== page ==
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Insults fly as UK MPs debate Donald Trump’s visit



Opening the largely symbolic debate in Westminster Hall, Labour MP Paul Flynn said: “We all in this room hold in great respect the US presidency, their constitution, their history,” and that there was “no question of any disrespect towards that country.”

But Flynn — who described Trump’s intellectual capacity as “protozoan” — argued that to grant the honor of a state visit to a president who had acted “like a petulant child” would send the message that Britain approved of his behavior and comments.

Labour MP David Lammy said it was to be expected that the US President would be invited to the UK, but that offering Trump a full state visit after only seven days in power was not acceptable.

He said that for the country to make such an invitation was to “abandon all its principles,” and suggested that the move came because the government was desperate to make trade deals.

“We didn’t do this for Kennedy, we didn’t do this for Truman, we didn’t do this for Reagan, but for this man … we say, ‘Please come and we will lay on everything, because we are so desperate for your company,'” he said. “I think this country is greater than that.”

Conservative MP Simon Burns argued that the visit should go ahead — whatever people think of Trump — because of the close links between the US and the UK.

“America is our greatest ally. It has been for a considerable amount of time,” he said. “It has stood by us, shoulder to shoulder, in our hour of need, as we did in their hour of need, particularly during 9/11.”

He added, “So it is to my mind foolish to allow our personal views and assessments of an individual, and some of their more grotesque characteristics and behavior, to blur what is in Britain’s national interest.”

Petition signed by 1.8m

Fellow Conservative MP Crispin Blunt said withdrawing the invitation risked embarrassing the Queen, but that the trip could simply be postponed. He suggested that 2020 — the 400th anniversary of the Pilgrims’ journey to America — would be an appropriate moment for a state visit.

MPs held the session after the petition attracted more than 1.8 million signatures, easily crossing the 100,000 threshold qualifying it for a parliamentary debate. A rival 310,000-strong petition in support of the state visit was also being discussed.
The Speaker of the House of Commons, John Bercow, faced calls for his resignation from some MPs after he said he was “strongly opposed” to letting Trump address lawmakers during his visit because of Parliament’s “opposition to racism and sexism.”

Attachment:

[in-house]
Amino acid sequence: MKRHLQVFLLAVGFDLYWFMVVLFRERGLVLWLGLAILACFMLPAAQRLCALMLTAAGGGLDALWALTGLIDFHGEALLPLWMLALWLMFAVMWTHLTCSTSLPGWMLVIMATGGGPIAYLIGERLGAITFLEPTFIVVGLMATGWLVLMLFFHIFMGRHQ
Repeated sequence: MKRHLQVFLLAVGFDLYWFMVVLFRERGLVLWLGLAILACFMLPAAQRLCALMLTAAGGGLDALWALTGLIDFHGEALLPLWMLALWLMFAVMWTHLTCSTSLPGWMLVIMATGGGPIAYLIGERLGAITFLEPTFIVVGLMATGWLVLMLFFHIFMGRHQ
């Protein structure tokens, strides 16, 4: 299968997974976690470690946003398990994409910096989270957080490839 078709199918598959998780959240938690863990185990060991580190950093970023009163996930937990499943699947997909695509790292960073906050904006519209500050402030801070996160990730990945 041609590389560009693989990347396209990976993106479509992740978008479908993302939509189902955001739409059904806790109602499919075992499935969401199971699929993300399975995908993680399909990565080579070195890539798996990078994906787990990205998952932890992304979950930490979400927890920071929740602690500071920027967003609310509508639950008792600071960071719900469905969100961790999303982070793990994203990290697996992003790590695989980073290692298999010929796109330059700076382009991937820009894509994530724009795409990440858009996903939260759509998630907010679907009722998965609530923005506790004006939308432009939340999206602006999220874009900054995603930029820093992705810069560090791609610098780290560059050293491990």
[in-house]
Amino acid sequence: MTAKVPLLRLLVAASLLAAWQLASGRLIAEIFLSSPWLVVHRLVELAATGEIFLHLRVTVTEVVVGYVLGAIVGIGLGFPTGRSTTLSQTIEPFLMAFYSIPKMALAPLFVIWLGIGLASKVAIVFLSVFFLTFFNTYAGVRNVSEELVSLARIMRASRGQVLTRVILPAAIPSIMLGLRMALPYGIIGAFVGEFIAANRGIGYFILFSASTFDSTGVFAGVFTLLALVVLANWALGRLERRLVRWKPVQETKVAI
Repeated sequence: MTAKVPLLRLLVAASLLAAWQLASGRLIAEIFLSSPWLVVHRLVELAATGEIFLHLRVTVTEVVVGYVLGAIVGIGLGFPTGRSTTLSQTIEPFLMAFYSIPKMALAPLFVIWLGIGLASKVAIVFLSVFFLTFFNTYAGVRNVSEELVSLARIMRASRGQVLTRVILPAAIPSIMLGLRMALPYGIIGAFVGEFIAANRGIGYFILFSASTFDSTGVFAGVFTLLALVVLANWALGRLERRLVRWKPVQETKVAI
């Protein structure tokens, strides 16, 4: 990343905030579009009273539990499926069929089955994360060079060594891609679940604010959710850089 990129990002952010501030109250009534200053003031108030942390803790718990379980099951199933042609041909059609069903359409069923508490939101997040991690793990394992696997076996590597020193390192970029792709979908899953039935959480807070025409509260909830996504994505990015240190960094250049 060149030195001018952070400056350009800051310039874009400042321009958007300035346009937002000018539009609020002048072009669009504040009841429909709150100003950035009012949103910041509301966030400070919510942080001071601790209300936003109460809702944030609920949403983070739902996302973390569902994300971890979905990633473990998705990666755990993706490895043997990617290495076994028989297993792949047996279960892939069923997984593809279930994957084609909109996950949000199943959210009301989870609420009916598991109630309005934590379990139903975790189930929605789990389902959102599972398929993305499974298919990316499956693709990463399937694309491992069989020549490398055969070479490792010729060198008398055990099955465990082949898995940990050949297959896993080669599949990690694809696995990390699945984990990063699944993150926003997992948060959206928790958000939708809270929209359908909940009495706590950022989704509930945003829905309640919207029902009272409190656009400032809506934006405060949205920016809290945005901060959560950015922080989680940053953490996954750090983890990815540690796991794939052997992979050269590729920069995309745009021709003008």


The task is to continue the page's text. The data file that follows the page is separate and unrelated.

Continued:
Bercow is one of three parliamentary officials who must approve any invitation for someone to speak in Westminster Hall, the venue typically used for grand occasions of state, where Monday’s debate is being held.

The British government has already formally rejected the petition to downgrade or withdraw the invitation.

Protests outside parliament

Controversy over Trump’s visit intensified after he imposed a travel ban — later blocked by courts in the US — on nationals from seven mainly Muslim countries.

Hundreds of people gathered outside the Houses of Parliament to protest the US President’s visit, according to The Press Association.

Scottish National Party MP Patrick Grady said noise from the demonstration could be heard inside the hall.

The Stop Trump Coalition had earlier said it expected up to 20,000 people to take part. Smaller protests in support of migrants were also due to take place around the country.
Final details for Trump’s visit, announced by Prime Minister Theresa May during her trip to Washington last month, have yet to be agreed.
According to the Guardian newspaper, options under consideration include inviting Trump in August when Parliament is in recess — allowing the government to sidestep the controversy over whether the President should address lawmakers. That would also allow the Queen to host Trump at her summer retreat in the north of Scotland, Balmoral Castle, rather than the more high-profile Buckingham Palace in London.

If Trump’s trip was downgraded to an “official visit,” the President would be deprived of a ride in the Queen’s carriage, gun salutes, a banquet at Buckingham Palace and other ceremonial honors typically associated with full state visits.

U.S. President Barack Obama and Queen Elizabeth II during a banquet at Buckingham Palace in 2011. Insults fly as UK MPs debate Donald Trump's visit - wAAACH5BAEAAAIALAAAAAAQAAkAAAIKlI py 0Po5yUFQA7 - Insults fly as UK MPs debate Donald Trump&#8217;s visit

No US President has received a state visit in his first year in office.

President Barack Obama was afforded the honor 28 months into his tenure, while George W. Bush was extended the invite after 32 months at the White House.



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